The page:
The healthcare industry is a minefield of confidential and sensitive data. Personally identifiable information such as phone numbers, home addresses, medical history, and financial records make healthcare providers an ideal target for cybercriminals because those types of data have “street” value when sold over the dark web.
According to the recent Cyber Readiness Report by Hiscox, only 11% of US companies have attained an expert level of preparedness for data breaches and other threats. There remains a staggering level of apathy about cybersecurity, with most firms being woefully unprepared for the next big threat.
Technology has shaped the way people use language, and the internet has given us a multitude of buzzwords like blockchain, bitcoin, and the Internet of Things (IoT). These ambiguous words will leave a non-IT person grappling for meaning. For instance, in information technology, the cloud is not a lump of condensed liquid in the air.
Theft is sometimes triggered by poor prevention methods or worse, negligence. It’s no wonder why unintentionally exposed data makes an organization vulnerable to cyberattacks. Most cybercrimes are the result of criminals exploiting a system’s vulnerabilities, including human error, and the number of victims continues to rise.
The onslaught of anti-money laundering campaigns in the US forced nefarious cybercriminals to target the healthcare industry. Since stolen personal data is harder to trace than laundered money, fraudsters are opting to steal your information and sell them on the dark web where the demand and value are higher than typical stolen goods.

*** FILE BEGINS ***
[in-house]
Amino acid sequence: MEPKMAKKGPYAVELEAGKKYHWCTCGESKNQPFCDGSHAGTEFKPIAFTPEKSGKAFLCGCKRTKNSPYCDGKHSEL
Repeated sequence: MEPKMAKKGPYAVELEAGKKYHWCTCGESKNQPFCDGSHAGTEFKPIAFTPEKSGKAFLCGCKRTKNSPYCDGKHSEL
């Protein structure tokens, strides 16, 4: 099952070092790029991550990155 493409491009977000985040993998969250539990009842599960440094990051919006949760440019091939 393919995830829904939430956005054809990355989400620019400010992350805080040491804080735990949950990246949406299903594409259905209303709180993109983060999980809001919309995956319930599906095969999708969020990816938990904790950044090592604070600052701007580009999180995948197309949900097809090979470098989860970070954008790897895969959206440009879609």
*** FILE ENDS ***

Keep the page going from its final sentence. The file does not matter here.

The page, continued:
The fast evolution of digital technology has set small- and medium-businesses (SMBs) on equal footing with large enterprises in terms of deriving revenues, operational efficiency, client relations, and penetrating global markets. However, these advantages do come at a price.
Besides email and instant messaging, voice over internet protocol (VoIP) has become the standard for communications in the business world. It’s not merely a new alternative to the traditional telephone system. It increases efficiency and productivity in ways that the telephone cannot, but above all else, VoIP is cost-effective.
Law firms operate in a sector where trust is everything, and client privacy is at the forefront of brand defense. It shouldn’t be hard to understand the fact that many customers would never do business with a law firm again if they heard it had suffered a data breach.
Business operations have largely become data-driven. Today, a firm has to prepare for disruptive events such as ransomware, outages, and natural disasters or risk losing valuable business data or worse. A disaster recovery plan (DRP) is a proactive strategy to protect data when disaster strikes, but it’s not a one-size-fits-all solution.
Backups are meant to protect your company’s crown jewels, also known as your business’ most critical and sensitive data. Cloud backups are touted as the most secure data storage since magnetic tape. Even the hacking of Apple's cloud storage was not attributed to any weaknesses of cloud security but to Apple's own faulty password system.